Get a microphone: You can record with anything, honestly you can. Matt was using his Netbook’s built-in mic and I was using a USB headset when we first started, OK the sound quality was not the best, as some people said Matt sounded like he was talking from inside and empty can of soup but if you have some skills with an audio editing program such as Audacity you can clean up the quality fairly well the point is it’s your shows content people are interested in not the sound quality although this will be something you will want to address as you gain more listeners you kind of feel obligated to reduce the destruction of people’s inner ear as you produce more shows. Matt and I have been extremely fortunate in that a mystery listener purchased the microphone equipment we needed from our Amazon Wishlist and we are forever grateful.
Ring me up: You don’t have to be living in the same street, town or even country this is the age of the Interwebs so you can use loads of web/broadband methods, we currently use Skype it’s basically a VOIP (Voice over IP) service that pretty much everyone knows although we will be changing to an Asterisk service fairly soon more because it’s Open Source than any quality issues. The one important piece of advice do not use Skype/A-another service over WIFI you’ll lose data packets, the sound will lag and it’s just horrible. This awfulness is compounded if you record the phone conversation using something like Skype recorder.
It’s in the can: When recording your podcast you have two methods you can just record the phone conversation making sure you both record just in case someone’s machine fails to take a copy this is how we started using skyperecorder however as you get better, and as I said earlier, feel the need to improve your audio quality you will want to record your own voice stream locally. So Matt and I both have Audacity installed and record our own voice while still making our Skype call, so for me I still use the headset to call and talk to Matt via Skype but also use my Samson CO1U microphone to record my voice in Audacity, once the episode is recorded Matt drops his Audacity recording into the Dropbox folder and after it has synced I remove it to a local folder this has the benefit of letting Matt know I’ve got it.
Pass the gaffer tape: Editing the show used to be painfully slow it would seriously take me three or four days to complete mainly because of my lack of knowledge of Audacity and the poor audio quality. Most of the time was taken up with applying various filters to try to make voices audible at the very least, one big issue was not a problem and that was voice syncing however if Matt dropped out in the early days the only option was to cut that bad section and try to patch it back together. These days I have two tracks to work with Matt (left) and me (Right) this makes life so much easier you can clean up the sound tracks individually removing coughs and splutter’s and the odd wind breakage. Voice syncing can be a bit more testing, remember the audio is produced on two different machines so you may get some CPU slippage but after a while you can pick that up and time shift accordingly. At the start of our recording Matt places his headphones over his Mic and I emit a loud whistle this gives the sync point for the two audio’s I then listen through cleaning and editing and adding music or sound bites. tdtrs is produced in mono as most people seem to prefer that on portable players such as iPods etc.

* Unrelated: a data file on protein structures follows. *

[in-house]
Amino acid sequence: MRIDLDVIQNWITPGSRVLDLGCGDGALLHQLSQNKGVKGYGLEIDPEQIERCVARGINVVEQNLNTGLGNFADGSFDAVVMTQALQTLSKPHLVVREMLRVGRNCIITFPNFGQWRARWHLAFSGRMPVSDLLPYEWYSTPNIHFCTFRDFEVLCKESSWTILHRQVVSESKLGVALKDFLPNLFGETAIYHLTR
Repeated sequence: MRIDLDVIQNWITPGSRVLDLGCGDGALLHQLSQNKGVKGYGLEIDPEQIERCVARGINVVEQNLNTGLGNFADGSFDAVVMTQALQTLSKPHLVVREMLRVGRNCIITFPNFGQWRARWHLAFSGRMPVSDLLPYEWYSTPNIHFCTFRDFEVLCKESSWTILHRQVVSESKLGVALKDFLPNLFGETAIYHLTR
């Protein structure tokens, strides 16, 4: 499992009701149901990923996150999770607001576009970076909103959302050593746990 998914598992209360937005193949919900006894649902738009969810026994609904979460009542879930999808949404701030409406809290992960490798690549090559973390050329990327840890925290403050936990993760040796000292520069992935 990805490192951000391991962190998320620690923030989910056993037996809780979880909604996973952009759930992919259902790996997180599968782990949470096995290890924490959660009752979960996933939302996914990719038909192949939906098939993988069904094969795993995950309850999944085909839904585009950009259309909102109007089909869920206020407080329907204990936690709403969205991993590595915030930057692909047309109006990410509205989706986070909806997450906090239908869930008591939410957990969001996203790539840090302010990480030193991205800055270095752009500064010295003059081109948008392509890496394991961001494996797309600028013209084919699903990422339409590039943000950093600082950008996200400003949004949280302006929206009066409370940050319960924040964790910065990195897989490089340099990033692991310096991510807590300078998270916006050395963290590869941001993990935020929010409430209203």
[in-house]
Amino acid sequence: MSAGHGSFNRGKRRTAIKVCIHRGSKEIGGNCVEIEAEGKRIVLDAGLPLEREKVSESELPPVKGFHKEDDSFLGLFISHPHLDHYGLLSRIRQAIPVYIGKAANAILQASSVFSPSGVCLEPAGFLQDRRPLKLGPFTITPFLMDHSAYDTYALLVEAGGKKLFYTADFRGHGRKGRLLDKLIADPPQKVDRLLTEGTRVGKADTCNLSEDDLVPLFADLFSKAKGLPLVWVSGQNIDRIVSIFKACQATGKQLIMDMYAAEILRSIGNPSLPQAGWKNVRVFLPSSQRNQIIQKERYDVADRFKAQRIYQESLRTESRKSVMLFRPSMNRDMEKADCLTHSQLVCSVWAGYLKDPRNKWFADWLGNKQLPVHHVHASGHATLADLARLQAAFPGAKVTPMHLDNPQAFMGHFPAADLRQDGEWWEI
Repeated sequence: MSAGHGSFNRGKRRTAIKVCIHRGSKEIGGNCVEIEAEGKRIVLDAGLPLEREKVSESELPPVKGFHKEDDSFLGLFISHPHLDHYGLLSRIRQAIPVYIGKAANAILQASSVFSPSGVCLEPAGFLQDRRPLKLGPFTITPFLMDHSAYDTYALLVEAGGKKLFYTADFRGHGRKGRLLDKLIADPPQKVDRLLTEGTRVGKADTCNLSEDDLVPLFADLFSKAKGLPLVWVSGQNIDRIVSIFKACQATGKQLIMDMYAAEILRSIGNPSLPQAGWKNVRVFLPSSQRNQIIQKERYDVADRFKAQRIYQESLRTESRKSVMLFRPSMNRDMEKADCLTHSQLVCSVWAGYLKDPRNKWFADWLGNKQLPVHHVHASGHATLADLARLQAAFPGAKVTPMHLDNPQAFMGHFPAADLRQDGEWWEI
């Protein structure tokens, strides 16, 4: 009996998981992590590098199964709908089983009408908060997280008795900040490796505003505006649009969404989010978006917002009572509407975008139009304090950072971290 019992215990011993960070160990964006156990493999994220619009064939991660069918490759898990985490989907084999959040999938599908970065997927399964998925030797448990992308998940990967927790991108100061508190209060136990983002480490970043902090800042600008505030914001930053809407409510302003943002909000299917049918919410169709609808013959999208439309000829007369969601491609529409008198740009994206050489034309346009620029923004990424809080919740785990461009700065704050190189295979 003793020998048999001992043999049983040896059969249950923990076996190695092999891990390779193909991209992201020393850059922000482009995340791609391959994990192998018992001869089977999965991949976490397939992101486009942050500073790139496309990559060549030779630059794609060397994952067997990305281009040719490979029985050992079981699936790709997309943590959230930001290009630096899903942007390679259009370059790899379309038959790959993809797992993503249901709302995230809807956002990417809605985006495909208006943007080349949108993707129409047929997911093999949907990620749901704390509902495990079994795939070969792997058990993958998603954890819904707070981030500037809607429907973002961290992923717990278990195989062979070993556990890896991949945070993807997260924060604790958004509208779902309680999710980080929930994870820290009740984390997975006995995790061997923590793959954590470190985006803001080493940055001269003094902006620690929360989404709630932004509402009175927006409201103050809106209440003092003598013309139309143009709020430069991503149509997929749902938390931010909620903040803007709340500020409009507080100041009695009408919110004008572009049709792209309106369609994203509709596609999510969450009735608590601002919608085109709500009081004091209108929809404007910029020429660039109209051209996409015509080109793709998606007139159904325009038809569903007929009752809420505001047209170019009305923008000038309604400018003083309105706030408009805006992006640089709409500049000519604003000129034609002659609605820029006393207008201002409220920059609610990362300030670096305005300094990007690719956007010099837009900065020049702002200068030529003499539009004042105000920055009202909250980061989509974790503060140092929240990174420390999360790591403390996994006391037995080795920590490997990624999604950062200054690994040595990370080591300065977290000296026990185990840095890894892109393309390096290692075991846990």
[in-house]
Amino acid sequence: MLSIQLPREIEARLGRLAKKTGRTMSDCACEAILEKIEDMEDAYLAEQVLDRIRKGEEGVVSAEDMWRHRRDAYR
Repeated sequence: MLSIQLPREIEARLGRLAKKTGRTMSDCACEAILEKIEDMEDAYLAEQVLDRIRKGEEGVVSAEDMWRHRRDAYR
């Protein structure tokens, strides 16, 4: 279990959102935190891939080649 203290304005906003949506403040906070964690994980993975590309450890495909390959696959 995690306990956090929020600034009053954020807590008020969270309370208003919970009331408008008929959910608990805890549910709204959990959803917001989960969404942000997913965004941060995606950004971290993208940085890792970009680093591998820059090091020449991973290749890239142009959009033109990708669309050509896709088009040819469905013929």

And they’re off: Once you’ve produced your master piece obviously you need to upload it unless your hard drive has been hacked that is? Get it registered on as many locations as possible, at the minute we are on iTunes and Miro but I do want to see it on more sites. Every episode release I basically spam as many social media sites as possible as the more listeners the better and you mainly get those by word of mouth.
Why bother?: That’s a good question initially we did it as a giggle Matt and I are not experts we don’t want to teach anything to anyone we just like having a laugh. We try to keep to 90 minutes but it’s really difficult especially now people send us some good stuff, the main idea is to not take the show seriously it’s something to listen to while doing something else, neither of us envisaged allotting a regular recording and release date in fact some of our early shows was all over the place release wise but you kind of get bitten by the bug. I suspect Matt would agree with me we mainly do the show for ourselves and some close Internet friends who seem to have the same warped sense of humour we do fortunately a wider audience has taken an interest in the show which is really nice, it’s unlikely we will become either rich or famous through the show but as Matt said the other day “I’d still do the show even if it was only us two.” so we will definitely be around for a good while yet.